Fritz Ward, who works in alumni and parent engagement at Swarthmore College, found himself stuck in Morocco this week with a group of alumni, many in their 60s or older, desperately trying to get home as flights were repeatedly either canceled or full after the country closed its borders last week.

Ward, 42, said he and others were scheduled to fly out of Casablanca on Monday, but only four people in their group of 14 could fit on the flight. Ward’s name was called, but he gave his ticket to an older woman in his group.

He and the others spent the next several days working with airlines to try to find a way — any way — out of Morocco.

Finally, on Thursday, they boarded a flight from Marrakesh to London Stansted Airport, then drove to Heathrow Airport, where they stayed overnight ahead of a Friday afternoon flight to Newark, N.J.

“I’ve just spent so much nervous energy trying to figure things out for the group, and trying to be responsible for them and keep everyone safe and calm,” he said 20 minutes before boarding. “Now that I’m at the gate, I’m feeling excited.”

From India to the U.S., comfort in unexpected places

Miriam Hill, center, stands with her husband Nicholas Simon, second from right, and son Luke in Dubai. The family made their way home to U.S. amid travel restrictions aimed at slowing the spread of the coronavirus.
Courtesy of Miriam Hill
Miriam Hill, center, stands with her husband Nicholas Simon, second from right, and son Luke in Dubai. The family made their way home to U.S. amid travel restrictions aimed at slowing the spread of the coronavirus.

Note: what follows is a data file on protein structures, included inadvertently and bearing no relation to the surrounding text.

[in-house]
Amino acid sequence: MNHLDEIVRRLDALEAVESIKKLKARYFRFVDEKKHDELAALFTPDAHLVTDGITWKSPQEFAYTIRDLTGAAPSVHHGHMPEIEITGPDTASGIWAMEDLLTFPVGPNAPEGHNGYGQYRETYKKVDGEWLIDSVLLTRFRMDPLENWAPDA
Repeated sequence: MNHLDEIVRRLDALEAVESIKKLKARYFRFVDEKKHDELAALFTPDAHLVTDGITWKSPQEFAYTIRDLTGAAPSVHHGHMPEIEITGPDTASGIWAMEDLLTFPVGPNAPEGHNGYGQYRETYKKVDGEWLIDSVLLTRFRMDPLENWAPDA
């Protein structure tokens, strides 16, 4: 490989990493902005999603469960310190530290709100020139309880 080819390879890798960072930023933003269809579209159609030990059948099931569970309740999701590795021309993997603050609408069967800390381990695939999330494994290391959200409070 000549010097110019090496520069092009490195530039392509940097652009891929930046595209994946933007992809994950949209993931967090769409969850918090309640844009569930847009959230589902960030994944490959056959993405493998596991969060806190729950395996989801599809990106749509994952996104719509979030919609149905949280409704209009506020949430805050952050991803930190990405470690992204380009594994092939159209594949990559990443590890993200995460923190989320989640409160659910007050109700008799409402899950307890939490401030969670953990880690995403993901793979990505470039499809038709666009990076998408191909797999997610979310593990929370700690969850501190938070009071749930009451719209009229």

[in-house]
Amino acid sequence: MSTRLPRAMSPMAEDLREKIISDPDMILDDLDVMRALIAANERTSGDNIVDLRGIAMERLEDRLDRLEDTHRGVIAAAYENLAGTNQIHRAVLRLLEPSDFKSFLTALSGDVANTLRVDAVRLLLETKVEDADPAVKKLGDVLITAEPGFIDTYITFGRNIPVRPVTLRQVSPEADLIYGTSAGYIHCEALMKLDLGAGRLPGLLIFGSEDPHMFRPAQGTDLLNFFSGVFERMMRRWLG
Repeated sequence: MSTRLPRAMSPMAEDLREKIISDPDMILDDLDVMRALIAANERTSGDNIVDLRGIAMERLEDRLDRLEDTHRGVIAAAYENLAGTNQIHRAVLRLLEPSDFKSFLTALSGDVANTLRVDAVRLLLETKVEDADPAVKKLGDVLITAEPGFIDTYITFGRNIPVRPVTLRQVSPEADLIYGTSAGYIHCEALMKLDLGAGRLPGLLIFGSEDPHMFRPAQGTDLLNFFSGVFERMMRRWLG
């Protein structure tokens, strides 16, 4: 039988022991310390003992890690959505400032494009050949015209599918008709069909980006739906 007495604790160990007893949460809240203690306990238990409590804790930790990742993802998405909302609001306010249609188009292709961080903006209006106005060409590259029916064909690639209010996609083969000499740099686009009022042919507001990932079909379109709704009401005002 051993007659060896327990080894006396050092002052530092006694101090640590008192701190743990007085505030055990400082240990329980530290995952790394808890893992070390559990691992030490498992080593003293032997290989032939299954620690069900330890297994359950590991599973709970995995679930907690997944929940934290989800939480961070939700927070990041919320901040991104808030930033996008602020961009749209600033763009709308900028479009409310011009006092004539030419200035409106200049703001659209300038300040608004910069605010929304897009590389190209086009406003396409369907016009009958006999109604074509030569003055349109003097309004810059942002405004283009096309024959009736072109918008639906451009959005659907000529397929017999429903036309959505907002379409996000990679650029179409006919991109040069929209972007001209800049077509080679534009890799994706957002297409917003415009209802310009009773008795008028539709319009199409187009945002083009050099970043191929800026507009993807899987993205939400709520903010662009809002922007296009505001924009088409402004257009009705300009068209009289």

Miriam Hill has lived in Australia for the last four years along with her husband, Nicholas Simon, and 12-year-old son, Luke. They planned to travel the world for a few months before returning to the U.S., where Luke would start school in the fall.

While traveling in Jodhpur, India, this week, those plans quickly changed, foiled by warnings they’d be stuck as the crisis rapidly spread and countries began closing their borders.

A frantic search for a flight yielded tickets to John F. Kennedy International Airport in New York, but the trip would be lengthy. On Tuesday, they traveled from Jodhpur to Delhi, then from Delhi to Dubai, United Arab Emirates, on Thursday. While there, Hill and Simon saw a headline that the State Department was urging Americans to come home or be prepared to stay put. Hill, a former Inquirer reporter, said she had been “waffling” about leaving India and the State Department guidance confirmed their decision was the right one.

It was in Delhi where they found comfort in an unexpected place. Sitting in their hotel room at a Hilton Garden Inn, restaurant staff came to the door to deliver a piece of cake. In chocolate on the plate was a message wishing the family safe travels.

Hill, sitting at baggage claim at JFK and waiting to get on a train back to the Philadelphia area, said she nearly cried at the gesture — it was something that made the ordeal bearable.

“As I’ve been trying to calm myself down,” she said, “I just keep thinking, ‘As long as none of us gets sick, as long as the world gets through this, then we are good.’”